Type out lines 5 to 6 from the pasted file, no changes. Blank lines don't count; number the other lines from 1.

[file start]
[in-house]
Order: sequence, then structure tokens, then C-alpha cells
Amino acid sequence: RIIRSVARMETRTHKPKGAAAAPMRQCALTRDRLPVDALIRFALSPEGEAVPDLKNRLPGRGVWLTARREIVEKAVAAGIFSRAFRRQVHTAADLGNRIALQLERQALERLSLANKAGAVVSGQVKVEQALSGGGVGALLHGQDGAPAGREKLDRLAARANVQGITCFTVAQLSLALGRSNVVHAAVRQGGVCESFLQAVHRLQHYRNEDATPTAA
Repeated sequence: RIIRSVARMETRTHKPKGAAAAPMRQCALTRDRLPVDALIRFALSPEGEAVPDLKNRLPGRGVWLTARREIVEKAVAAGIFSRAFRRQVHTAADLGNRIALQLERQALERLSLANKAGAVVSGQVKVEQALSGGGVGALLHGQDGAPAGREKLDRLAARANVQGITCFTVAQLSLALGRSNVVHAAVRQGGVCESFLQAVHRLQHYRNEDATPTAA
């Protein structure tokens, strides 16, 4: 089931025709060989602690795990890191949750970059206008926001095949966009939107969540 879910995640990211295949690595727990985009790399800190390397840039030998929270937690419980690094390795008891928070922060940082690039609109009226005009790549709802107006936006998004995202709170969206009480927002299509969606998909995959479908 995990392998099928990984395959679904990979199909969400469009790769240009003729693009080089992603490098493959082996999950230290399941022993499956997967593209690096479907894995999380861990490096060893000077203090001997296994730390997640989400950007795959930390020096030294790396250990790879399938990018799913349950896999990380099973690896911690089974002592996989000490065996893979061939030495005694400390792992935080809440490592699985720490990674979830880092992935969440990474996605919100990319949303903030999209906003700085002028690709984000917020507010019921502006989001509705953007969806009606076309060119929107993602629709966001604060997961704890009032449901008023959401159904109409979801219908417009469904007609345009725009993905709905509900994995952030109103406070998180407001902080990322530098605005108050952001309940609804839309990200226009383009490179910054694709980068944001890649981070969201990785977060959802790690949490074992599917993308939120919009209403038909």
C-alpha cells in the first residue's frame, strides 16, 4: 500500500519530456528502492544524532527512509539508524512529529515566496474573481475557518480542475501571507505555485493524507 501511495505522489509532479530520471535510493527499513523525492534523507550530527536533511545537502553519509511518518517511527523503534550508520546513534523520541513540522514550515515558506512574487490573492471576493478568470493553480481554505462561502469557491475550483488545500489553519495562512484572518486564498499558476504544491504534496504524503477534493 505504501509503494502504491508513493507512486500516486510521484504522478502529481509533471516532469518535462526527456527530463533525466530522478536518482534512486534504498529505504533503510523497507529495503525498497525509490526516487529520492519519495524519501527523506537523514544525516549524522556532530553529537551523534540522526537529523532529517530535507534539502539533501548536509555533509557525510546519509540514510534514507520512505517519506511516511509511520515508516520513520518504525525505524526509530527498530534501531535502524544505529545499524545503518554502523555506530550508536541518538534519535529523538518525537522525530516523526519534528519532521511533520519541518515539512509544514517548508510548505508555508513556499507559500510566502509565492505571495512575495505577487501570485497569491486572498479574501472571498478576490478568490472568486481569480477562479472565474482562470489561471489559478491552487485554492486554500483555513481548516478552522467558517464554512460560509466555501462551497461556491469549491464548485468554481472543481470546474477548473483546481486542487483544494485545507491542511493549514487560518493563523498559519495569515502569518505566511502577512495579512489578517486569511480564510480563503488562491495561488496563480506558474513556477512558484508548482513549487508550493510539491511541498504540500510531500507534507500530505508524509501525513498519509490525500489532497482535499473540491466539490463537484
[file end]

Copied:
């Protein structure tokens, strides 16, 4: 089931025709060989602690795990890191949750970059206008926001095949966009939107969540 879910995640990211295949690595727990985009790399800190390397840039030998929270937690419980690094390795008891928070922060940082690039609109009226005009790549709802107006936006998004995202709170969206009480927002299509969606998909995959479908 995990392998099928990984395959679904990979199909969400469009790769240009003729693009080089992603490098493959082996999950230290399941022993499956997967593209690096479907894995999380861990490096060893000077203090001997296994730390997640989400950007795959930390020096030294790396250990790879399938990018799913349950896999990380099973690896911690089974002592996989000490065996893979061939030495005694400390792992935080809440490592699985720490990674979830880092992935969440990474996605919100990319949303903030999209906003700085002028690709984000917020507010019921502006989001509705953007969806009606076309060119929107993602629709966001604060997961704890009032449901008023959401159904109409979801219908417009469904007609345009725009993905709905509900994995952030109103406070998180407001902080990322530098605005108050952001309940609804839309990200226009383009490179910054694709980068944001890649981070969201990785977060959802790690949490074992599917993308939120919009209403038909």
C-alpha cells in the first residue's frame, strides 16, 4: 500500500519530456528502492544524532527512509539508524512529529515566496474573481475557518480542475501571507505555485493524507 501511495505522489509532479530520471535510493527499513523525492534523507550530527536533511545537502553519509511518518517511527523503534550508520546513534523520541513540522514550515515558506512574487490573492471576493478568470493553480481554505462561502469557491475550483488545500489553519495562512484572518486564498499558476504544491504534496504524503477534493 505504501509503494502504491508513493507512486500516486510521484504522478502529481509533471516532469518535462526527456527530463533525466530522478536518482534512486534504498529505504533503510523497507529495503525498497525509490526516487529520492519519495524519501527523506537523514544525516549524522556532530553529537551523534540522526537529523532529517530535507534539502539533501548536509555533509557525510546519509540514510534514507520512505517519506511516511509511520515508516520513520518504525525505524526509530527498530534501531535502524544505529545499524545503518554502523555506530550508536541518538534519535529523538518525537522525530516523526519534528519532521511533520519541518515539512509544514517548508510548505508555508513556499507559500510566502509565492505571495512575495505577487501570485497569491486572498479574501472571498478576490478568490472568486481569480477562479472565474482562470489561471489559478491552487485554492486554500483555513481548516478552522467558517464554512460560509466555501462551497461556491469549491464548485468554481472543481470546474477548473483546481486542487483544494485545507491542511493549514487560518493563523498559519495569515502569518505566511502577512495579512489578517486569511480564510480563503488562491495561488496563480506558474513556477512558484508548482513549487508550493510539491511541498504540500510531500507534507500530505508524509501525513498519509490525500489532497482535499473540491466539490463537484